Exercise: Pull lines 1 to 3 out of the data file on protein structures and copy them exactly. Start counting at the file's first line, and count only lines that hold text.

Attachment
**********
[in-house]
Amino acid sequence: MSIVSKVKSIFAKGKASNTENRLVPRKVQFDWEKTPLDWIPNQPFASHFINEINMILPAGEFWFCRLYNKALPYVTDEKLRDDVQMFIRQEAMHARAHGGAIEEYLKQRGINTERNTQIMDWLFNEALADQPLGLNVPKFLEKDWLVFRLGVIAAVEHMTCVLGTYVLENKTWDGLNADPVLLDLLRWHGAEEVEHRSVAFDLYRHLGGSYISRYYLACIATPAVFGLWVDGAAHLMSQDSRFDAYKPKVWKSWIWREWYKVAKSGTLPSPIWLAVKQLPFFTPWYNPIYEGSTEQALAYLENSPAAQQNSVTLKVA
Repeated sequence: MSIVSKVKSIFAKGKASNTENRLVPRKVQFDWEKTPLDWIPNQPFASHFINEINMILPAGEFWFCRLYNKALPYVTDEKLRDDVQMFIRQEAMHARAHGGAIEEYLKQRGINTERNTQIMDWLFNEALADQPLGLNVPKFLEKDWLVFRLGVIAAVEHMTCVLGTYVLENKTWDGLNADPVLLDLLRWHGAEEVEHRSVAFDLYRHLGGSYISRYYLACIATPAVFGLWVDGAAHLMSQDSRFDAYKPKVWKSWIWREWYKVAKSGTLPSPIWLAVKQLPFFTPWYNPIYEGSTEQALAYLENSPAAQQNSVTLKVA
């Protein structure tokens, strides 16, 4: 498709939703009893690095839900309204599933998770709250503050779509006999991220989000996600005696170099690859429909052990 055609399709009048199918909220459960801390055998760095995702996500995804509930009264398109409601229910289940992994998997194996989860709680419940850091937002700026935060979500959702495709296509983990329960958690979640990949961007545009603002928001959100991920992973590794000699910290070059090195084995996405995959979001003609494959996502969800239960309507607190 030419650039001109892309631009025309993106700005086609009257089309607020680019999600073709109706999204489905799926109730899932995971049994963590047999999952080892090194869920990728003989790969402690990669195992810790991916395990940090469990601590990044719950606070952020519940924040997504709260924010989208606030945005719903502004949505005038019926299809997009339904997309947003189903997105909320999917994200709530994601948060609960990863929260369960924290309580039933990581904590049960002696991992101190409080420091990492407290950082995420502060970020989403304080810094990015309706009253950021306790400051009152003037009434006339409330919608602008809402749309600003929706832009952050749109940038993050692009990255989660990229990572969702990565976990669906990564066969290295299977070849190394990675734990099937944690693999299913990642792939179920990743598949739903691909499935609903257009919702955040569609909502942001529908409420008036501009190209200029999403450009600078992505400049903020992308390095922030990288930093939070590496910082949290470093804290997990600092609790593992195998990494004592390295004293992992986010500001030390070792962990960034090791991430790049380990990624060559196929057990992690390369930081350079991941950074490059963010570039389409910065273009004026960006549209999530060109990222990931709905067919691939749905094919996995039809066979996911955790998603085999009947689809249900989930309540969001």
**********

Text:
[in-house]
Amino acid sequence: MSIVSKVKSIFAKGKASNTENRLVPRKVQFDWEKTPLDWIPNQPFASHFINEINMILPAGEFWFCRLYNKALPYVTDEKLRDDVQMFIRQEAMHARAHGGAIEEYLKQRGINTERNTQIMDWLFNEALADQPLGLNVPKFLEKDWLVFRLGVIAAVEHMTCVLGTYVLENKTWDGLNADPVLLDLLRWHGAEEVEHRSVAFDLYRHLGGSYISRYYLACIATPAVFGLWVDGAAHLMSQDSRFDAYKPKVWKSWIWREWYKVAKSGTLPSPIWLAVKQLPFFTPWYNPIYEGSTEQALAYLENSPAAQQNSVTLKVA
Repeated sequence: MSIVSKVKSIFAKGKASNTENRLVPRKVQFDWEKTPLDWIPNQPFASHFINEINMILPAGEFWFCRLYNKALPYVTDEKLRDDVQMFIRQEAMHARAHGGAIEEYLKQRGINTERNTQIMDWLFNEALADQPLGLNVPKFLEKDWLVFRLGVIAAVEHMTCVLGTYVLENKTWDGLNADPVLLDLLRWHGAEEVEHRSVAFDLYRHLGGSYISRYYLACIATPAVFGLWVDGAAHLMSQDSRFDAYKPKVWKSWIWREWYKVAKSGTLPSPIWLAVKQLPFFTPWYNPIYEGSTEQALAYLENSPAAQQNSVTLKVA